In people with metabolic syndrome, episodic exposure of pancreatic beta cells to elevated levels of both glucose and free fatty acids (FFAs)—or glucolipotoxicity—can induce a loss of glucose-stimulated insulin secretion (GSIS). This in turn can lead to a chronic state of glucolipotoxicity and a sustained loss of GSIS, ushering in type 2 diabetes. Loss of GSIS reflects a decline in beta cell glucokinase (GK) expression associated with decreased nuclear levels of the pancreatic and duodenal homeobox 1 (PDX1) factor that drives its transcription, along with that of Glut2 and insulin. Glucolipotoxicity-induced production of reactive oxygen species (ROS), stemming from both mitochondria and the NOX2 isoform of NADPH oxidase, drives an increase in c-Jun N-terminal kinase (JNK) activity that promotes nuclear export of PDX1, and impairs autocrine insulin signaling; the latter effect decreases PDX1 expression at the transcriptional level and up-regulates beta cell apoptosis. Conversely, the incretin hormone glucagon-like peptide-1 (GLP-1) promotes nuclear import of PDX1 via cAMP signaling. Nutraceuticals that quell an increase in beta cell ROS production, that amplify or mimic autocrine insulin signaling, or that boost GLP-1 production, should help to maintain GSIS and suppress beta cell apoptosis in the face of glucolipotoxicity, postponing or preventing onset of type 2 diabetes. Nutraceuticals with potential in this regard include the following: phycocyanobilin—an inhibitor of NOX2; agents promoting mitophagy and mitochondrial biogenesis, such as ferulic acid, lipoic acid, melatonin, berberine, and astaxanthin; myo-inositol and high-dose biotin, which promote phosphatidylinositol 3-kinase (PI3K)/Akt activation; and prebiotics/probiotics capable of boosting GLP-1 secretion. Complex supplements or functional foods providing a selection of these agents might be useful for diabetes prevention.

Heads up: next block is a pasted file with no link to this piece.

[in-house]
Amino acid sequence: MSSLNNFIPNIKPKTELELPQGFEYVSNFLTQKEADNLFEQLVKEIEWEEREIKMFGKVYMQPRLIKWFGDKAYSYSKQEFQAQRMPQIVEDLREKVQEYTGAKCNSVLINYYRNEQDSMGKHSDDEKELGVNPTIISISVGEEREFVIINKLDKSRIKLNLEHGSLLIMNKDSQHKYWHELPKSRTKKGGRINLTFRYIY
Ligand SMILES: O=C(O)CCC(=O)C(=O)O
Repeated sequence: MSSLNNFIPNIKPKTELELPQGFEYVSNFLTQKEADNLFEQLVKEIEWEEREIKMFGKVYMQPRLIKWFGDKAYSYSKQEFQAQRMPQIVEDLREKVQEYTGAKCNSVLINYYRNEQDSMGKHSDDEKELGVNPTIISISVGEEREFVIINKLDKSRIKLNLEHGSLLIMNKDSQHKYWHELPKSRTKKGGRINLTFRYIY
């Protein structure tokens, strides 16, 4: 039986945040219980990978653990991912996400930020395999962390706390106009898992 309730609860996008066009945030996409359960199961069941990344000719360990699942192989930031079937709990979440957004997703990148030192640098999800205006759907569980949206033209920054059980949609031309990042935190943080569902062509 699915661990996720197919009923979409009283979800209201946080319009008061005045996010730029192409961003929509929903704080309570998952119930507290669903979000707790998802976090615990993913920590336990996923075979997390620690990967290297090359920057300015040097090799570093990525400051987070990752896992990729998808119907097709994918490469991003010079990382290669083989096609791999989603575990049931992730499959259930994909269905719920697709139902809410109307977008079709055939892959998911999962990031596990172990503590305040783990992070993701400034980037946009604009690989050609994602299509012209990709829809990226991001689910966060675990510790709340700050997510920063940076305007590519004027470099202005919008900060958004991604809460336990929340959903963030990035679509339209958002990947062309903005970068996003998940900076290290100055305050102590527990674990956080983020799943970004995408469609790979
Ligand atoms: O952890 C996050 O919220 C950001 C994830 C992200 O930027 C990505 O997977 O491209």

... Astaxanthin performs all these functions even after stimulation with H 2 O 2 . It proved that mitochondrial functions are sustained due to astaxanthin which protects mitochondrial redox balance (Kuroki et al., 2013;Wolf et al., 2010;Zhang et al., 2016). These findings suggested that astaxanthin can maintain mitochondrial integrity, prevent mitochondrial dysfunction, and reduce oxidative stress. ...
Full-text available
Oxidative stress caused by the imbalance between production of oxidants and antioxidants in the body leads to the development of different ailments. The bioactive compounds derived from marine sources are considered to be safe and appropriate to use. Astaxanthin possesses antioxidant activity about 100–500 times higher than other antioxidants such as α‐tocopherol and β‐carotene. It has numerous health benefits and vital pharmacological properties for the treatment of diseases like diabetes, hypertension, cancer, heart disease, ischemia, neurological disorders, and potential role in liver enzyme gamma‐glutamyl transpeptidase which has significance in medicine as a diagnostic marker. The primary source of astaxanthin among crustaceans is shrimps and the presence of astaxanthin protects shrimps from oxidation of polyunsaturated fatty acids and cholesterol. Conclusively, astaxanthin derived from shrimps is very effective against oxidative stress which can lead to certain ailments. Conclusively, the astaxanthin derived from shrimps is very effective against oxidative stress which become the cause of certain ailments.